As a C.P.G.A. Golf Professional I'm lucky enough to have the opportunity to play many of the amazing courses the country has to offer. Many of them are pretigious courses that all of you have heard of. However, some aren't. Either way, there are hundreds of golf courses that given the chance everyone should try and get out to if they have the chance.

I'll be posting reviews througout the season to try and give as much feedback as I possibly can to better inform people about some of the better properties out there. Here are the first few you should consider in 2009:

Coppinwood - Located in Uxbridge ONT, this Tom Fazio design quickly became one of my favorite courses in Ontario. Right when you drive onto the property you become aware that Coppinwood isn't just your average run of the mill Golf Club. The Clubhouse resembles a castle inside and out. The practice facility is second to none with a large near perfect range, short game area and even includes three practice holes. Golfers of any skill level will enjoy this course as it included five sets of tees with the yardage ranging from 5126 yards to an incredible 7536 from the Championship tees. The course is always in immacluate condition and never very busy as it's a pretty exclusive place. Getting onto Coppinwood may prove difficult because of it's exclusivity, however those keen enough will likely find a way to get on. You won't be disappointed you did.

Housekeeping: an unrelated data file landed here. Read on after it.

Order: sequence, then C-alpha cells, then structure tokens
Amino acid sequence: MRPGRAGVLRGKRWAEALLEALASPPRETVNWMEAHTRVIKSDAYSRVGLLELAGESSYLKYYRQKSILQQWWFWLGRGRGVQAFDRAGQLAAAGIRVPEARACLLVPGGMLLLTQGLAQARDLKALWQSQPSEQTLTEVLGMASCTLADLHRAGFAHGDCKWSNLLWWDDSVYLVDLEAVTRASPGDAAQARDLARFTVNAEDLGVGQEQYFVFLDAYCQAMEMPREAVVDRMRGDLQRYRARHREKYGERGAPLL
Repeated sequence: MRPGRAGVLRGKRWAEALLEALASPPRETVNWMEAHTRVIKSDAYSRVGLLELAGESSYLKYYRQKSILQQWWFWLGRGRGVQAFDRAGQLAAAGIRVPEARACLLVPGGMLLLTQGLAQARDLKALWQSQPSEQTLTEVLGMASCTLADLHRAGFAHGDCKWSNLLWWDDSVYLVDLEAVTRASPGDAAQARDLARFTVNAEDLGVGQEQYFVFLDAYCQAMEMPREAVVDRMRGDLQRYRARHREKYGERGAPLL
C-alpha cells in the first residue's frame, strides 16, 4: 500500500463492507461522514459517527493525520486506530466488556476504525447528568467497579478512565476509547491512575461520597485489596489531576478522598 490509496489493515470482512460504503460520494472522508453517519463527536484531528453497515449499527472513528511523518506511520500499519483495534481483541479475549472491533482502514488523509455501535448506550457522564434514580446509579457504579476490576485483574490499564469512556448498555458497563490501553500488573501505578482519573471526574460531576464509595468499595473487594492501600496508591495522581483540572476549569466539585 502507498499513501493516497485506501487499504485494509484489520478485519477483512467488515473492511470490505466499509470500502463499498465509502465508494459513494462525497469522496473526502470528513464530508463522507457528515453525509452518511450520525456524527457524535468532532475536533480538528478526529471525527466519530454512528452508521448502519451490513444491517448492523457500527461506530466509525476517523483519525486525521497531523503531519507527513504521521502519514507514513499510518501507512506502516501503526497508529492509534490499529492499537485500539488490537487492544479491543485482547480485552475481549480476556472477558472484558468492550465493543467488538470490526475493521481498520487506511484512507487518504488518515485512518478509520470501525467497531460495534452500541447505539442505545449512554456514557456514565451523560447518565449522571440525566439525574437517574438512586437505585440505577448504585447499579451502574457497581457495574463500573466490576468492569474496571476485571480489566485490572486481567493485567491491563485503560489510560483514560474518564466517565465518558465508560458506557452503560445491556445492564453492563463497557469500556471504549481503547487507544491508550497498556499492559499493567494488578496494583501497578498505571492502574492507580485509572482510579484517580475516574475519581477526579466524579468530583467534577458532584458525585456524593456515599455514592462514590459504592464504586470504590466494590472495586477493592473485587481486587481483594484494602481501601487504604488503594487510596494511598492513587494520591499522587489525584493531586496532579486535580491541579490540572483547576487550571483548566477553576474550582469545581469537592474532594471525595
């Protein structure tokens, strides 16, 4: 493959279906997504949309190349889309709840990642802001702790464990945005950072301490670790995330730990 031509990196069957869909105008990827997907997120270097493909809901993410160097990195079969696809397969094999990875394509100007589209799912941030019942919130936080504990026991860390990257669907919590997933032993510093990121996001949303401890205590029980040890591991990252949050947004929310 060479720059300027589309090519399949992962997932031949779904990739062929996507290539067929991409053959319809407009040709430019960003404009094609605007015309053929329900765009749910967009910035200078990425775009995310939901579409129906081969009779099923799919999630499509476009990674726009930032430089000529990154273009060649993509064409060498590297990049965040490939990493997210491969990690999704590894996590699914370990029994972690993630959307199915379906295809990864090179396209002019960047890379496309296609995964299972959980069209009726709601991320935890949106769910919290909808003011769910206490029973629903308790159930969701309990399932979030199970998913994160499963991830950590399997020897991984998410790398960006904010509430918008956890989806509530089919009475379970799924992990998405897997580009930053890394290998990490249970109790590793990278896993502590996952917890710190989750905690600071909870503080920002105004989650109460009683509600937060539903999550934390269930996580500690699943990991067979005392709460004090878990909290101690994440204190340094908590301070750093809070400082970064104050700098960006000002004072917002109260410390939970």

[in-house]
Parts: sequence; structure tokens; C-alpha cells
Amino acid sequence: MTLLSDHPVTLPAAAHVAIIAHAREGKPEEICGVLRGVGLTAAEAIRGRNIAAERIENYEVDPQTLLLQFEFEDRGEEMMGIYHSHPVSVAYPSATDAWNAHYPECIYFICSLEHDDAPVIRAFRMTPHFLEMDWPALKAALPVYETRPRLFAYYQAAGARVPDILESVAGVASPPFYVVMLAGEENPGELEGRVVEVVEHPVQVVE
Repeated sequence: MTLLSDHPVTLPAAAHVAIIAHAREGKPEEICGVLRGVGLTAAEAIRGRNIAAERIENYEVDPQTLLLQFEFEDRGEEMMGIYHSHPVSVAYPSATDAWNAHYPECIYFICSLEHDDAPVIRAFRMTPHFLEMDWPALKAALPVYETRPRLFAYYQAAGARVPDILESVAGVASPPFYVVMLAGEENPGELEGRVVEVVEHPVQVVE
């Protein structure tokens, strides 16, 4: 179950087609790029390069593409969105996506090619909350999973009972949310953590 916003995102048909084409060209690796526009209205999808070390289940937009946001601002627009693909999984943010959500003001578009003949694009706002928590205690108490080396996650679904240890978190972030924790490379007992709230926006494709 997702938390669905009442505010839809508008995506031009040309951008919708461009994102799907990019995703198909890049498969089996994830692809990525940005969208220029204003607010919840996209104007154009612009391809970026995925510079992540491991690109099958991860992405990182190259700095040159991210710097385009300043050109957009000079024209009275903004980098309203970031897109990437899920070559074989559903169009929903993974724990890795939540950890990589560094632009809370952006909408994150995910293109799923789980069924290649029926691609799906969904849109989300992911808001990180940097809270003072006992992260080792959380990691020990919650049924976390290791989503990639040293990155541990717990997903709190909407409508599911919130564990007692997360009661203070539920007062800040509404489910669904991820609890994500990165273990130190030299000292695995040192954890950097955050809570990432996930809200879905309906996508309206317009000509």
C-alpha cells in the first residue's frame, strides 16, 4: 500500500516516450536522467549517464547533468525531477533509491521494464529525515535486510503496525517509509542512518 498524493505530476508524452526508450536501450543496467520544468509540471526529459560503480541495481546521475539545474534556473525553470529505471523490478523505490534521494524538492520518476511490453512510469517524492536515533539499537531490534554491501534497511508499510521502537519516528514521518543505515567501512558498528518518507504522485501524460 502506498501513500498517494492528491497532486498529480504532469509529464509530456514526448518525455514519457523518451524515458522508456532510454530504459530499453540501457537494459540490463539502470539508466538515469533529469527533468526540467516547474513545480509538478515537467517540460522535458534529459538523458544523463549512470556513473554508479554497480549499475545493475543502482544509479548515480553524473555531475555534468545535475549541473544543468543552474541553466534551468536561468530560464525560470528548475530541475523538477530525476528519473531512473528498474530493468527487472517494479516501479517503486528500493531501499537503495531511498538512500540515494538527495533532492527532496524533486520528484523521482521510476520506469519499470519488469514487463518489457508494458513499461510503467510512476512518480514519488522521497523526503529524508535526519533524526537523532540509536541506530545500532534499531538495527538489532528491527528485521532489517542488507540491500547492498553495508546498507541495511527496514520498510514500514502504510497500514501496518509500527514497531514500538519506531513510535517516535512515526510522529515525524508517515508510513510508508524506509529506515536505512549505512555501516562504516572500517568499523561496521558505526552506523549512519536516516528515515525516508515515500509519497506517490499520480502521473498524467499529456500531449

Devil's Pulpit - Consistently in the Top ten courses in Canada, Devil's Pulpit was created from the minds who brought us the famous board game, Trivial Pursuit, Scott Abbott and Chris Haney. The Pulpit was named Canada's best new course in 1991 and had gained an immense amount of noteriety every year since. Right when you step onto the first tee, a 478 yard par 4 from an elevated tee to a double fairway, you know you're in for something special. It's modern design and immaginative features will surely blow you away. Even their, "Pulpit's Horn Bar" will surprise you with it's amazing view. Not to mention it has the longest bar of any Golf Club in Canada. Yes, the Pulpit is private as well, but again if you really want to get out there, you'll find a way.

Eagles Nest Golf Club - This Doug Carrick design just north of Toronto is a unique and challenging experience to say the least. Sod walled bunkers and a whole lot of fescue grass will make even the best golfers scratch their heads from time to time. Built on top of an old land fill, Eagles nest is one of the better links-style courses in the GTA. It's huge elevation changes and length make it one of the tougher courses I've played, but fun nonetheless. Although a bit pricey every golfer should try and get out there just once for the experience. Make sure you get one of their ridiculous hot dogs at the turn. Those things alone are worth the price of admission.